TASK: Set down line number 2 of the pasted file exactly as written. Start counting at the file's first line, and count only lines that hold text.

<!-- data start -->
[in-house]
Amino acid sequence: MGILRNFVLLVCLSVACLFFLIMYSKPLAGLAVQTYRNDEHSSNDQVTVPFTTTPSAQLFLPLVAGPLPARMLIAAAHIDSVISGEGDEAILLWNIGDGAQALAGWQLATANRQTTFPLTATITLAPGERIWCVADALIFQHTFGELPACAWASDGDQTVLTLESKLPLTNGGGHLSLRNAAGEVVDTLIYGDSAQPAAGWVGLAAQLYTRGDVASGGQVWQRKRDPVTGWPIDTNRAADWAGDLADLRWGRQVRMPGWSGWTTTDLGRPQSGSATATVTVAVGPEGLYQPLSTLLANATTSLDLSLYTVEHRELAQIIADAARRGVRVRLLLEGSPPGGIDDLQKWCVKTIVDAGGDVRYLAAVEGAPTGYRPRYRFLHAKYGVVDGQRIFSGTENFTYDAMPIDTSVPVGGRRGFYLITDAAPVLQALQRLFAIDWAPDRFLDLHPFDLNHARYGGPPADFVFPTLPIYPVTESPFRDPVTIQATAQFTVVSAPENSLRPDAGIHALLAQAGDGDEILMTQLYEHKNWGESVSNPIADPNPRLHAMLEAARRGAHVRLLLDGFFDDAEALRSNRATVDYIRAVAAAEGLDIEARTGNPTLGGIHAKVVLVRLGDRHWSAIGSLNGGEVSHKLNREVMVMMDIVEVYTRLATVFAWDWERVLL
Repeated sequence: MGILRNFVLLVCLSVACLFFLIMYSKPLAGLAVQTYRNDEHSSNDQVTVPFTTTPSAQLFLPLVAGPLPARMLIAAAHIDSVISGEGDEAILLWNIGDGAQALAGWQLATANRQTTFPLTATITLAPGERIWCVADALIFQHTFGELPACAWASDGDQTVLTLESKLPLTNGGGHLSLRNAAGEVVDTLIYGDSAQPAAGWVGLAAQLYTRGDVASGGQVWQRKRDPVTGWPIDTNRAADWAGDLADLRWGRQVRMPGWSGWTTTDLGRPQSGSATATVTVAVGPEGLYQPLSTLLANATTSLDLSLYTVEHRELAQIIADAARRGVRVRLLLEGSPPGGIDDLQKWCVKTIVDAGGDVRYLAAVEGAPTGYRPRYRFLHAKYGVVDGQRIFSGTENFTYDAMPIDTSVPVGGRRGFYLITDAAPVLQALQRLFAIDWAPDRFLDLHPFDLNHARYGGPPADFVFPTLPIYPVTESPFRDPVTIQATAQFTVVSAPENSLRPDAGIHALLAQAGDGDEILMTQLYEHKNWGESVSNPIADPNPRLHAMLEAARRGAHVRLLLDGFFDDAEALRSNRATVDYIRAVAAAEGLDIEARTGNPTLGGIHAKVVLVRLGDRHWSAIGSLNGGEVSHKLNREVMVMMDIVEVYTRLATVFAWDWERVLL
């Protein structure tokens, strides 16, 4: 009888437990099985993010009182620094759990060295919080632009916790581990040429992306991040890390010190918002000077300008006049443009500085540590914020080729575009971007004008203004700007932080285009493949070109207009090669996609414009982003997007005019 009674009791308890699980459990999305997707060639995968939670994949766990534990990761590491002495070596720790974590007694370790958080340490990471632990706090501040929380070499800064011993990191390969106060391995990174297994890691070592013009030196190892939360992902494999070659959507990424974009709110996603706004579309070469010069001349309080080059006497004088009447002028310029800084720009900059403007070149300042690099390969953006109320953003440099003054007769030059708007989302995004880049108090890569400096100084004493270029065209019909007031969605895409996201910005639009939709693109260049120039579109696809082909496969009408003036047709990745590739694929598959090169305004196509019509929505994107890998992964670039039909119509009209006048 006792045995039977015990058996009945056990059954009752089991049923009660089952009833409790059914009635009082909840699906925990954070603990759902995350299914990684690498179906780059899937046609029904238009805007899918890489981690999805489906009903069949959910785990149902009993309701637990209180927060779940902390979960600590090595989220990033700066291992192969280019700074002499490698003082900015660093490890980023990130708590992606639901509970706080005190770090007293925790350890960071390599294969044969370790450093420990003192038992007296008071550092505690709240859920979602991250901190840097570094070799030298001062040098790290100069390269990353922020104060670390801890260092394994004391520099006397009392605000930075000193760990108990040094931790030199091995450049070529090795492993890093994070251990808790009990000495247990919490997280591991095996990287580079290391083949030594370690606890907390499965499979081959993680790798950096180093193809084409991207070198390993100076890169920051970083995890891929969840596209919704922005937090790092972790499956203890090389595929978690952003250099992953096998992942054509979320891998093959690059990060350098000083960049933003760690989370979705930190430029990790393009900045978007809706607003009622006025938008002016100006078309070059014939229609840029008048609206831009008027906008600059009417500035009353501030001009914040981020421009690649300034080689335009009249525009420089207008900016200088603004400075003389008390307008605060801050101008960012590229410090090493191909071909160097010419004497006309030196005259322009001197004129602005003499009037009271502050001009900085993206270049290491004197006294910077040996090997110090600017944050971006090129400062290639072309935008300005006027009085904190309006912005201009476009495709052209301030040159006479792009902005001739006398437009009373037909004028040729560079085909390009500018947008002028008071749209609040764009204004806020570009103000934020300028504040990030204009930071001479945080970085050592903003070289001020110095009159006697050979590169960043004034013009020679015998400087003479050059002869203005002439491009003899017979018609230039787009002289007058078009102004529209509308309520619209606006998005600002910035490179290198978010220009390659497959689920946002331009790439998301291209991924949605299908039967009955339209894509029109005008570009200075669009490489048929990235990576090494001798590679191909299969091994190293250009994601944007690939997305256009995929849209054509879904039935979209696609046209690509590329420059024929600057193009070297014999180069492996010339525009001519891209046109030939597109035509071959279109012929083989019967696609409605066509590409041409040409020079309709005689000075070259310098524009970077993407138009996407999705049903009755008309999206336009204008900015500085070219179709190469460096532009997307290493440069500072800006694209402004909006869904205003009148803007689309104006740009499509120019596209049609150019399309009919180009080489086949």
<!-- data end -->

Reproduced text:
Amino acid sequence: MGILRNFVLLVCLSVACLFFLIMYSKPLAGLAVQTYRNDEHSSNDQVTVPFTTTPSAQLFLPLVAGPLPARMLIAAAHIDSVISGEGDEAILLWNIGDGAQALAGWQLATANRQTTFPLTATITLAPGERIWCVADALIFQHTFGELPACAWASDGDQTVLTLESKLPLTNGGGHLSLRNAAGEVVDTLIYGDSAQPAAGWVGLAAQLYTRGDVASGGQVWQRKRDPVTGWPIDTNRAADWAGDLADLRWGRQVRMPGWSGWTTTDLGRPQSGSATATVTVAVGPEGLYQPLSTLLANATTSLDLSLYTVEHRELAQIIADAARRGVRVRLLLEGSPPGGIDDLQKWCVKTIVDAGGDVRYLAAVEGAPTGYRPRYRFLHAKYGVVDGQRIFSGTENFTYDAMPIDTSVPVGGRRGFYLITDAAPVLQALQRLFAIDWAPDRFLDLHPFDLNHARYGGPPADFVFPTLPIYPVTESPFRDPVTIQATAQFTVVSAPENSLRPDAGIHALLAQAGDGDEILMTQLYEHKNWGESVSNPIADPNPRLHAMLEAARRGAHVRLLLDGFFDDAEALRSNRATVDYIRAVAAAEGLDIEARTGNPTLGGIHAKVVLVRLGDRHWSAIGSLNGGEVSHKLNREVMVMMDIVEVYTRLATVFAWDWERVLL